Cultural factors have limited young people from venturing into entrepreneurial projects, as some beliefs do not encourage youth to be innovative, professionals in Bulawayo have said.
This came out during a discussion on digital aspiration projects themed ‘Preparing Zimbabwe for a digital economy’ held at the NUST American Space last week.
A professional cultural manager, Butholezwe Kgosi Nyathi, said culture had become a way of life, which was difficult to change yet entrepreneurship culture in the country is very limited.
“Our culture of entrepreneurship is very limited, why is that so, it is a legacy of colonialism, which is principally derived from how our curriculum was designed over the years,” said Nyathi.
“We have made it traditional for women and men to qualify by attaining degrees yet instead of encouraging them to be entrepreneurial, we say they must look for a formal 8am to 5pm job. That is how Zimbabweans are psyched up.”
He stressed that since times were changing, the country had to develop an entrepreneurial culture, which should be grounded in school’s educational curriculum.
“To undo this, therefore follows that by default, we have to again go back to the curriculum and see the extent to which we can inspire and inculcate those entrepreneurial values from a very elementary stage. This is from primary, secondary upto tertiary stage, where values and ethos of entrepreneurship must be seen and lived,” said Nyathi.
The digital advocate, nevertheless applauded the Ministry of Higher and Tertiary Education, Science and Technology Development, for introducing innovation hubs in tertiary institutions, saying they would improve challenges faced by Zimbabwe.
“The Ministry of Higher Education is spearheading what we call innovation hubs were universities are setting up spaces to promote research, innovation and ideas that respond to the contemporary challenges and socio-economic challenges,” he said.
Nyathi reiterated that his concern was on rural communities and what could be done to equip them with the same knowledge urban communities had advantages to.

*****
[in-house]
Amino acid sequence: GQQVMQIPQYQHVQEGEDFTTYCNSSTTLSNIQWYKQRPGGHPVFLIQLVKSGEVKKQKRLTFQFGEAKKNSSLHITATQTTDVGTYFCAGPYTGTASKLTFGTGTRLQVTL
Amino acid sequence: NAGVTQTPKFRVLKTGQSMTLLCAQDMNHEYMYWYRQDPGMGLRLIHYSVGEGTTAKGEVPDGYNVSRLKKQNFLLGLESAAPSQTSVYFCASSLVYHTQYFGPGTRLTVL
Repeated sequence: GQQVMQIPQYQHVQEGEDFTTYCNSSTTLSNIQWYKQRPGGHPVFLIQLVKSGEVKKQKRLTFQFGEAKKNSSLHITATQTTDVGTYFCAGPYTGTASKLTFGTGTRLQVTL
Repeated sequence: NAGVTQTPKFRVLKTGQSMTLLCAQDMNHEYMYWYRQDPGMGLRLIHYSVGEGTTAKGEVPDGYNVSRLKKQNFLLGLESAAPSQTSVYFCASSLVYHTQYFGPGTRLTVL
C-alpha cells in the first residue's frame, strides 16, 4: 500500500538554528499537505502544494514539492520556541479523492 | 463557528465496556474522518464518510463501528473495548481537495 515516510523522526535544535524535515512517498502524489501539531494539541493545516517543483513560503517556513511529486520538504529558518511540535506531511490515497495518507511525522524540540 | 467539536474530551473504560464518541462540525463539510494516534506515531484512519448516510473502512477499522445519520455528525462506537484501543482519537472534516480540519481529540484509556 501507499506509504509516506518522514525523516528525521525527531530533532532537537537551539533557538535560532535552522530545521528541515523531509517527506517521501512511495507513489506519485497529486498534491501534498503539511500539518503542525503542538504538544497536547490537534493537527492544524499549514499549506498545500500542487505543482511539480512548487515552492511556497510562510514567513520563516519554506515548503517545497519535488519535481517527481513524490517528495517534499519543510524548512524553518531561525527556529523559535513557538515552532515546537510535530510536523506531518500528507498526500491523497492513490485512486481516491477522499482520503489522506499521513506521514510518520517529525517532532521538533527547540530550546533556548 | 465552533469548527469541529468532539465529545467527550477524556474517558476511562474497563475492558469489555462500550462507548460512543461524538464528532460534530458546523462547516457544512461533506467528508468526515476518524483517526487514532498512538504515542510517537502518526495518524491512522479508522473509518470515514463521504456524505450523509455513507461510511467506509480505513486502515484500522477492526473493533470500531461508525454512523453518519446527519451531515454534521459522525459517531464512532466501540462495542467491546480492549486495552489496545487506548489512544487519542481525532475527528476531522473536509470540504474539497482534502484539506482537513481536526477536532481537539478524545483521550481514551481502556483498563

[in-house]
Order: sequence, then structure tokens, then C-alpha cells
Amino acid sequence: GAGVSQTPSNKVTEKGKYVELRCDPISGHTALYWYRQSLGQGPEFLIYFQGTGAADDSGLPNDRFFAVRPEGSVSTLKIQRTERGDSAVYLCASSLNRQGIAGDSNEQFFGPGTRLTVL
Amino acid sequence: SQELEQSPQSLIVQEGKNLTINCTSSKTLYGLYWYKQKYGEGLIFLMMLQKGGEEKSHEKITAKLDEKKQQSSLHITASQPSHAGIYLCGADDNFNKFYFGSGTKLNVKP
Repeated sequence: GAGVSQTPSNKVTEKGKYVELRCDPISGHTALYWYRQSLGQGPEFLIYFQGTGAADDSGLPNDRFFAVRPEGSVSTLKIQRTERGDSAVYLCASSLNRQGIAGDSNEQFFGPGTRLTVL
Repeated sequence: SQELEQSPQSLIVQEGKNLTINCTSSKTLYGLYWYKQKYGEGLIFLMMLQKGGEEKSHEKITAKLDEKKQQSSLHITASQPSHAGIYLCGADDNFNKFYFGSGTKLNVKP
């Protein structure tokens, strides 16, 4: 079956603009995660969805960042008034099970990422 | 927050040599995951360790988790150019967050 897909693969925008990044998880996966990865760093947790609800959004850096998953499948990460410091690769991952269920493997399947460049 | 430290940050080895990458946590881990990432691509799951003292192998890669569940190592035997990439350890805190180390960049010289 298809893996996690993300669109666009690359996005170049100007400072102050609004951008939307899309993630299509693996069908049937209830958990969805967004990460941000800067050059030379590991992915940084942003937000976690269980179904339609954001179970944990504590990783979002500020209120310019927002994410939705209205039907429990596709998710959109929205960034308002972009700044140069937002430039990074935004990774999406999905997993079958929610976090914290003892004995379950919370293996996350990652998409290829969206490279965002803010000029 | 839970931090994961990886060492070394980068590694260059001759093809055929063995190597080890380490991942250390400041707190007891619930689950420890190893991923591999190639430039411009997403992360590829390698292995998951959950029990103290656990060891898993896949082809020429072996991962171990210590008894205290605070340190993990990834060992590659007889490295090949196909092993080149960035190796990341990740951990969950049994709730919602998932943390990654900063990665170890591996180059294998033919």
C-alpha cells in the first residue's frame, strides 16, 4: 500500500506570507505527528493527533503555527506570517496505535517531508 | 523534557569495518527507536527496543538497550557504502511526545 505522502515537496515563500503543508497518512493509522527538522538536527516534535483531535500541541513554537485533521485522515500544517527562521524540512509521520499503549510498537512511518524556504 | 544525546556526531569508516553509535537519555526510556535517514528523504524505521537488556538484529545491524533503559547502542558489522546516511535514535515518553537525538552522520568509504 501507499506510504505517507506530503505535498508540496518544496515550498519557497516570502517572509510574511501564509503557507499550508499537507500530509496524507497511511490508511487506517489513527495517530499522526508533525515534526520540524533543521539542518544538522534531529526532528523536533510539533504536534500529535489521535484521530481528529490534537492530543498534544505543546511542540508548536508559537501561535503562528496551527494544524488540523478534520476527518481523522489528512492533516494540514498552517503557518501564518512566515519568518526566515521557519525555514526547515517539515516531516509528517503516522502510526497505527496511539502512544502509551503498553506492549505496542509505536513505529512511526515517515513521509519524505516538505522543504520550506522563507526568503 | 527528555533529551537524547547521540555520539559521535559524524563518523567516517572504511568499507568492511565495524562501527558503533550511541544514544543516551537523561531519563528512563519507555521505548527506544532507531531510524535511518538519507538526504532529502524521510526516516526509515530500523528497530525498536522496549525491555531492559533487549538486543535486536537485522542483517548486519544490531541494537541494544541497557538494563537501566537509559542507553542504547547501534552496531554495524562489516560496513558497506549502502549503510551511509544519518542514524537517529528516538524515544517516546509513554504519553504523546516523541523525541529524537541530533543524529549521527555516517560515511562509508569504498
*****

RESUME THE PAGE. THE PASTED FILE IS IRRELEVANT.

“One wonders what space is being created for our rural communities, I then reflected on the demographic profiles of Zimbabwe and the majority of people are in rural areas.
“In urban spaces we have innovation hubs in universities but what does that mean in the context of sustainable development? No one should not be left behind in a digital economy, so these are gaps that have to be filled but we appreciate efforts made so far,” said Nyathi.
He added that equity funding and markets for creatives was what lacked in Zimbabwe, including access to markets, access to knowledge and skills.
“I am happy because the Ministry of Higher Education now speaks the language of education 5.0 which is all about anchoring Science, Technology, Engineering and Mathematics (STEM) on cultural heritage so as an arts practitioner myself it delights me to see such initiatives,” said Nyathi.
Educate Managing Director, Terrence Mugova, alluded that most people do not start their own businesses as they had no collateral to help them access loans.
“For banks to offer loans, they want collateral, this is not something new as it dates back to years ago, a requirement that was adopted by us without understanding the demographic needed to start up businesses. We therefore need to understand that traditional way of doing things are affecting entrepreneurship,” he said.